The accident at the Fukushima Daiichi Nuclear Power Plant in March 2011 led to the release of a large amount of radioactive contaminants into the environment including cesium 137, which poses a long-term threat with its half-life of 30 years. Removal of the contamination from soil has been a major headache, and finding efficient ways to complete this is an absolute priority for the cleanup of the affected areas.
A promising area of research is phytoremediation, where plants are used to absorb contaminants, dried and/or burnt to reduce the volume, and then discarded. Although considerable research has been done on selecting effective plant species or varieties for phytoremediation, there are still no prospects for practical application.
In research recently published in ACS Applied Materials and Interfaces, researchers Ryoung Shin and Eri Adams from the RIKEN Center for Sustainable Resource Science in Japan, in a project led by colleagues from the National Institute of Material Science, have successfully obtained an image of cesium distribution in a plant cell using a newly developed fluorescent tracer, Cesium Green, and the model plant Arabidopsis.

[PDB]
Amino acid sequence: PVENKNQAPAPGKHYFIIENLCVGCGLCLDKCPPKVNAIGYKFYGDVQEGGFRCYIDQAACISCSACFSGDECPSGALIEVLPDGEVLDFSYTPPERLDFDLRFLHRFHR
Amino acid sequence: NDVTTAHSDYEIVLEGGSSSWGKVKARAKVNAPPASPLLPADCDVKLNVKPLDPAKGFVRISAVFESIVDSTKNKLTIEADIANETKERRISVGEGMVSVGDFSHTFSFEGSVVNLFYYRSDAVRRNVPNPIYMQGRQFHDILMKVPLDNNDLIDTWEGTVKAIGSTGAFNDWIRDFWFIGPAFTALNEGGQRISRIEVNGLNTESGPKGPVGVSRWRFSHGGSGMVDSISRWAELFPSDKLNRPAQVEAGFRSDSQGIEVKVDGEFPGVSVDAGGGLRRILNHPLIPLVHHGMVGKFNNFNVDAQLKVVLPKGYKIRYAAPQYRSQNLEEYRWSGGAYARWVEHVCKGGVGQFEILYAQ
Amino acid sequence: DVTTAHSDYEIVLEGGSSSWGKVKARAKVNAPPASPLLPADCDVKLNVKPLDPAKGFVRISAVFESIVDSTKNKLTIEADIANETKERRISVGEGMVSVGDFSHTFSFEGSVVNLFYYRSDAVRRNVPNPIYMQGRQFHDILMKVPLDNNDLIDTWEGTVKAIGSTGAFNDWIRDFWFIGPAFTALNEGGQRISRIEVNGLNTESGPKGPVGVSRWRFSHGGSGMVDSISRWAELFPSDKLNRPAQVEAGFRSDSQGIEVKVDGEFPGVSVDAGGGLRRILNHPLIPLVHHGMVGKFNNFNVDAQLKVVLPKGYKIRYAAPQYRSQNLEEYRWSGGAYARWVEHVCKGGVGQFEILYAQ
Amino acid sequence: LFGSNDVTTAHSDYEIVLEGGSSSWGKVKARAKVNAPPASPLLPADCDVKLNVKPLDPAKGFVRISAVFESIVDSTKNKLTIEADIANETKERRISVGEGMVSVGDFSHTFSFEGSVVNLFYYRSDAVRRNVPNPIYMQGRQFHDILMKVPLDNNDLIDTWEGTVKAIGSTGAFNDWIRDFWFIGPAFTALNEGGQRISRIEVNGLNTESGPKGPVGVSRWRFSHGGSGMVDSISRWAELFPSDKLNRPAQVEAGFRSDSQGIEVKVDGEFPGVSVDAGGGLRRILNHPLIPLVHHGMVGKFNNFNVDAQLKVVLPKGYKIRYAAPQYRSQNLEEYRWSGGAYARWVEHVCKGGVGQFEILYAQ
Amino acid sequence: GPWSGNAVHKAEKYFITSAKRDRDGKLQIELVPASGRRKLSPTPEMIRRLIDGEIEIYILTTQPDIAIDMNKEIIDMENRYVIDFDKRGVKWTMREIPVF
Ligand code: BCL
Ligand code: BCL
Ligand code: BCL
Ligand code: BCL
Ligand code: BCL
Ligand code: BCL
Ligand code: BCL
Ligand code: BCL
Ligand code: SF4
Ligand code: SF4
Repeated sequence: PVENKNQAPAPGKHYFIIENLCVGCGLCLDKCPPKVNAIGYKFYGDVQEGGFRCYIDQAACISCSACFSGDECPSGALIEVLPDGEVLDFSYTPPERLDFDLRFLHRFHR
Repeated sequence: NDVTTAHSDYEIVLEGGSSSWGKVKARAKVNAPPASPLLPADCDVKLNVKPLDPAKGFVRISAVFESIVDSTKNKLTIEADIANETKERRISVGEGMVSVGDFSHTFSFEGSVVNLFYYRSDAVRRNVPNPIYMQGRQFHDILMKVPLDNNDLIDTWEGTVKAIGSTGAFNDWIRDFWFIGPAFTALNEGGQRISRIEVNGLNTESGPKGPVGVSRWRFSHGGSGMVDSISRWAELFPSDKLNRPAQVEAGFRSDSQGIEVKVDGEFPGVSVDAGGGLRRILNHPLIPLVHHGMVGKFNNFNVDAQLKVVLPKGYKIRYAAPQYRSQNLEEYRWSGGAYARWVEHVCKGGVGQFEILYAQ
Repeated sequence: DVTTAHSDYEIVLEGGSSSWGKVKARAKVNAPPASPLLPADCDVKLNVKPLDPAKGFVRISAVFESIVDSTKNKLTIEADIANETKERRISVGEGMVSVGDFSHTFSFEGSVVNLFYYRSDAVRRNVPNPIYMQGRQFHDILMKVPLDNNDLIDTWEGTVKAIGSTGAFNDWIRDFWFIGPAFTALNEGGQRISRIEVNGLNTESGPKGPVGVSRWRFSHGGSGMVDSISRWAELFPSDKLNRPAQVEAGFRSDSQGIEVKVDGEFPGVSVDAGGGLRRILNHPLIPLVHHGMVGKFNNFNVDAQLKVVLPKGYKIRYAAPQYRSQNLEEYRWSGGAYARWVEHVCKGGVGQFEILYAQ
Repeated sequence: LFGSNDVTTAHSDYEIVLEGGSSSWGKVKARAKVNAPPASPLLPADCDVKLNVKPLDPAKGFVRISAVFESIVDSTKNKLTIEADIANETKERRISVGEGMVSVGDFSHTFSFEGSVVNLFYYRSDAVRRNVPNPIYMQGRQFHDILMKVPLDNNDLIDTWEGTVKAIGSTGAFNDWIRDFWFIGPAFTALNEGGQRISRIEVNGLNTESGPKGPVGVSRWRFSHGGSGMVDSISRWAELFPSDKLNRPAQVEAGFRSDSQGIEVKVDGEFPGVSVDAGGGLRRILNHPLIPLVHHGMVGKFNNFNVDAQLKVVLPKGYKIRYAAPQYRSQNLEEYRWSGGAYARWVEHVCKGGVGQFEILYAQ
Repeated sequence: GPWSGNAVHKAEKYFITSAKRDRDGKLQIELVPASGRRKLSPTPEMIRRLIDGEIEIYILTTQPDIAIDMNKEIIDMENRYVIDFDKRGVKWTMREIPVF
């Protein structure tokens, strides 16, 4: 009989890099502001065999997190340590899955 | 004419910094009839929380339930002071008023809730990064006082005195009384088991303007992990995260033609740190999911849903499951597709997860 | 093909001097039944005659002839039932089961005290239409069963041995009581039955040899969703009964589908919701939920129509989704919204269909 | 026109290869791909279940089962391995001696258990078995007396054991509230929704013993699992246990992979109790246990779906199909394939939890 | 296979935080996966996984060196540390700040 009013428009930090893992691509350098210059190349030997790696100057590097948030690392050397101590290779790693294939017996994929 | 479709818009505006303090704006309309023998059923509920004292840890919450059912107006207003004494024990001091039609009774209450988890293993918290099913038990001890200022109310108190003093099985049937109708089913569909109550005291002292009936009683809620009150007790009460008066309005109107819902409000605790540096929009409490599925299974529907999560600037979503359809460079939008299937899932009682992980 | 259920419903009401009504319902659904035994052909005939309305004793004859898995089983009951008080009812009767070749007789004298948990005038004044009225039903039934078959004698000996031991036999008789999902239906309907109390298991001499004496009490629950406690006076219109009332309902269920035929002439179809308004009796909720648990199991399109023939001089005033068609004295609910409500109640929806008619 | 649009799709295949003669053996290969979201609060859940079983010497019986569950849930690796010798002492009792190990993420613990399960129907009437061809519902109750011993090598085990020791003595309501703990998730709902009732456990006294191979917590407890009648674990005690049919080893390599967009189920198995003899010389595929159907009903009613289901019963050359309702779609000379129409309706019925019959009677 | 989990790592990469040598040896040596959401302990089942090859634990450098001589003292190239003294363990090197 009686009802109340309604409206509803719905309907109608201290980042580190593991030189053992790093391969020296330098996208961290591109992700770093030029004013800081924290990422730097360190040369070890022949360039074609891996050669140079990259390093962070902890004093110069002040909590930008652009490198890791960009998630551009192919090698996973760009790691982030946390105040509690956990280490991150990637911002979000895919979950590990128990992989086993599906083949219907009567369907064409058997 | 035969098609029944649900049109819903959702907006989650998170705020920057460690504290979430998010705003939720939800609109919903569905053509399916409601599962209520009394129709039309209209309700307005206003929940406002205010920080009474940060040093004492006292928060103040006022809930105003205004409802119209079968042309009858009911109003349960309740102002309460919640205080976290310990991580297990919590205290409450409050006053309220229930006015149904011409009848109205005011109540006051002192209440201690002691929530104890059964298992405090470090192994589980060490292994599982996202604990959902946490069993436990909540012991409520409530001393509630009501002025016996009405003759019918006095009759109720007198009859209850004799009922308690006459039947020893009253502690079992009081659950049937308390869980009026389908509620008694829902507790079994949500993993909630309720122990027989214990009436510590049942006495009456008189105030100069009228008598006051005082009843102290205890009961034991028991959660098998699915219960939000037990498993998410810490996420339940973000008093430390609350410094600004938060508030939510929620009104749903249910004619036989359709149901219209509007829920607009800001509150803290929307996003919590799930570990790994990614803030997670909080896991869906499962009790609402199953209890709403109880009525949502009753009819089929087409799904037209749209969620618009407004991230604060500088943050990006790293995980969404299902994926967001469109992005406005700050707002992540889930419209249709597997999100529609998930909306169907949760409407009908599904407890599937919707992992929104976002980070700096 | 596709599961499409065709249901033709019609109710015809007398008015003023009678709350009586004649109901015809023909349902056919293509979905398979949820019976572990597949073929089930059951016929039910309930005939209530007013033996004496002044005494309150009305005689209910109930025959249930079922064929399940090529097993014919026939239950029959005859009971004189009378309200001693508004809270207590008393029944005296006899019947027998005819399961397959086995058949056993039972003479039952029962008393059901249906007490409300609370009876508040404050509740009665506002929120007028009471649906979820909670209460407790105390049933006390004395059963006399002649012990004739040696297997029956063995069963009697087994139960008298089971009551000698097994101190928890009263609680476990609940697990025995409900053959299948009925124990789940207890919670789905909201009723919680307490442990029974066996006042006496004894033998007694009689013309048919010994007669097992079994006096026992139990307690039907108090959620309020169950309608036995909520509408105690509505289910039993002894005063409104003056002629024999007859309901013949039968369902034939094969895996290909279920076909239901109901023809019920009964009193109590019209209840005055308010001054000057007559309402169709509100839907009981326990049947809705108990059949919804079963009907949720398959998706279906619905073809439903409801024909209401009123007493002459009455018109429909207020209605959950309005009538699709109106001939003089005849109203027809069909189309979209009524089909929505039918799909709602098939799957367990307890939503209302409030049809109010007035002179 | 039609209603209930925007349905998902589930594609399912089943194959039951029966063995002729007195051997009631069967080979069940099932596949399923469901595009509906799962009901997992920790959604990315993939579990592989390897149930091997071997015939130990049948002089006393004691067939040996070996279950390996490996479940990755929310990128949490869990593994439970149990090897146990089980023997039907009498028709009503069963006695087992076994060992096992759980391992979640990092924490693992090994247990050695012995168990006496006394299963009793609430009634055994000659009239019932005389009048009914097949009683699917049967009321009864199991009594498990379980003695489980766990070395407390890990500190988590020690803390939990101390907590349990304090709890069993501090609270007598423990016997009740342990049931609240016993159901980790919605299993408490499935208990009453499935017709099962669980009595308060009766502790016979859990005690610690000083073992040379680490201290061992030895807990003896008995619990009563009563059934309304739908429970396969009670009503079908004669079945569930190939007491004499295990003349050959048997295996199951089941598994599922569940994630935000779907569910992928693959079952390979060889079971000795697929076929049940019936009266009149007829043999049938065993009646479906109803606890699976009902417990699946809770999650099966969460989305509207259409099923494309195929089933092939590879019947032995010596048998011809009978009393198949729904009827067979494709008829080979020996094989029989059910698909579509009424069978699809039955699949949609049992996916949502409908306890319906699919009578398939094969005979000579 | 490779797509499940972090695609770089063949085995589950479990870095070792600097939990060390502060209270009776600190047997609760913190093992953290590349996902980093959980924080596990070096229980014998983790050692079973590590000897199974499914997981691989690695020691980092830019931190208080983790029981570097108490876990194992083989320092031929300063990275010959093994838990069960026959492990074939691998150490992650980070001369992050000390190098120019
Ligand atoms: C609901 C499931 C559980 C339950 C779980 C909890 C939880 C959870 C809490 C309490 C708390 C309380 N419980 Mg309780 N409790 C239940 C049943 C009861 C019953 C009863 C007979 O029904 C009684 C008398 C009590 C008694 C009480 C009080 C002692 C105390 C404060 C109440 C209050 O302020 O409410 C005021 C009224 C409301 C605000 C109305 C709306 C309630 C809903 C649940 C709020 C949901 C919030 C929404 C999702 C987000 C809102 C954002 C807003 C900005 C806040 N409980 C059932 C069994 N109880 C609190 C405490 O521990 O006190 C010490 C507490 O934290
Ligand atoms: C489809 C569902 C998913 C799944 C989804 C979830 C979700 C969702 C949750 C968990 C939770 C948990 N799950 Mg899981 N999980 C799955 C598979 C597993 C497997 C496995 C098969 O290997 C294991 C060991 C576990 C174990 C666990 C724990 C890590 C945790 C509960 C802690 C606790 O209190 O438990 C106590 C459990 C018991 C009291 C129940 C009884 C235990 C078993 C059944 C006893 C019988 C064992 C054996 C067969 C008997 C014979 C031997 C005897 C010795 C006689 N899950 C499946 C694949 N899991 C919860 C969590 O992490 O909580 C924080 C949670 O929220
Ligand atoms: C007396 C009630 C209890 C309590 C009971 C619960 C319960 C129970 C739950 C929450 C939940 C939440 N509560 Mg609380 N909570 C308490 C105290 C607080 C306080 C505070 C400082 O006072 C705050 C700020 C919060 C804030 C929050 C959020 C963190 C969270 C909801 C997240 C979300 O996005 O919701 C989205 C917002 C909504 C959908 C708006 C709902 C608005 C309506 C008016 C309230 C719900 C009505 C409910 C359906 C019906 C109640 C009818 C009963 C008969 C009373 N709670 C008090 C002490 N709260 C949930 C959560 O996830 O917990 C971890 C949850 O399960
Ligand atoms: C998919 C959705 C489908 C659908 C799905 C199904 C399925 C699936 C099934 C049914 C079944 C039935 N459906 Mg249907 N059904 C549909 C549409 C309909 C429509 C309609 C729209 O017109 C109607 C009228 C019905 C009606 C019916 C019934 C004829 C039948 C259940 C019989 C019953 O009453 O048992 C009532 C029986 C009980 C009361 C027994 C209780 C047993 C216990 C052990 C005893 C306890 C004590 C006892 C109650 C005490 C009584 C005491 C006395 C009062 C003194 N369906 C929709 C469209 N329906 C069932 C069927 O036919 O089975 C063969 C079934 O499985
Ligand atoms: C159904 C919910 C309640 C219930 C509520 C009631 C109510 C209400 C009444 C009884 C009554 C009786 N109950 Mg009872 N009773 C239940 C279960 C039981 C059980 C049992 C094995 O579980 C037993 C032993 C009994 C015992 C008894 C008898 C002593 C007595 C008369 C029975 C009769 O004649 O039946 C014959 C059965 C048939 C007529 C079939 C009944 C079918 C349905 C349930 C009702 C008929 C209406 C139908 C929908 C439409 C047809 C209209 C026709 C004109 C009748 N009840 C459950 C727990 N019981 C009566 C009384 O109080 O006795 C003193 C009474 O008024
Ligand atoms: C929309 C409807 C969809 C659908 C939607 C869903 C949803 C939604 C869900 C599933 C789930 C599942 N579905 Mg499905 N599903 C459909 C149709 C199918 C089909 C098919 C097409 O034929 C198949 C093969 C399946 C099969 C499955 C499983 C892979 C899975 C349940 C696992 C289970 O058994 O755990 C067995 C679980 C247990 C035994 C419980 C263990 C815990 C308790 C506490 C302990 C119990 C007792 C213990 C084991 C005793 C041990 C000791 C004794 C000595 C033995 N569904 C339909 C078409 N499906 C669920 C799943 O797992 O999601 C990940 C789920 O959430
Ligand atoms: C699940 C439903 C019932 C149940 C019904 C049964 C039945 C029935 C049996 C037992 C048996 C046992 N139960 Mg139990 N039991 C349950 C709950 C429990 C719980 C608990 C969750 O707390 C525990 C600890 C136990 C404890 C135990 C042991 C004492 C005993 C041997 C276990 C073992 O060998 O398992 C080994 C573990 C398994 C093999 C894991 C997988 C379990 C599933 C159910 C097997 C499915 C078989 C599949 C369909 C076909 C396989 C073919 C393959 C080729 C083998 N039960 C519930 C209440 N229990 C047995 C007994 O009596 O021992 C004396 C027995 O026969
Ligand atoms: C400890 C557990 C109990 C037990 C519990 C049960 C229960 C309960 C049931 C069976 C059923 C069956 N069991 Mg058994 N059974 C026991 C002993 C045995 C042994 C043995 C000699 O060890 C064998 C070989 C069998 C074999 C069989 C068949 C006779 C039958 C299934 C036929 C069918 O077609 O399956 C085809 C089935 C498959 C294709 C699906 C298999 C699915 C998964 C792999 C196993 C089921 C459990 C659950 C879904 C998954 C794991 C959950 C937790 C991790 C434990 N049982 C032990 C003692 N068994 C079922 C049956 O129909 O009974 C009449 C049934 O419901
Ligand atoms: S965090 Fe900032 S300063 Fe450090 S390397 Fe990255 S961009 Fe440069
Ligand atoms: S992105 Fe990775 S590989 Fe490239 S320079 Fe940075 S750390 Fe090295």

For this study, Cesium Green was sprayed onto plants grown in the presence of cesium, and the portions that contained cesium glowed in green (see photo). Importantly, this technique allows the visualization of cesium distribution to the level of individual cells, providing an extremely accurate picture that might be helpful in the determination of the precise mechanism through which cesium is absorbed and transported in plants.
In the future, it is expected that this technology will be used to rebuild agriculture in the contaminated areas, as it will aid in the development of efficient phytoremediation systems and safety guideline of the agricultural products for the consumers.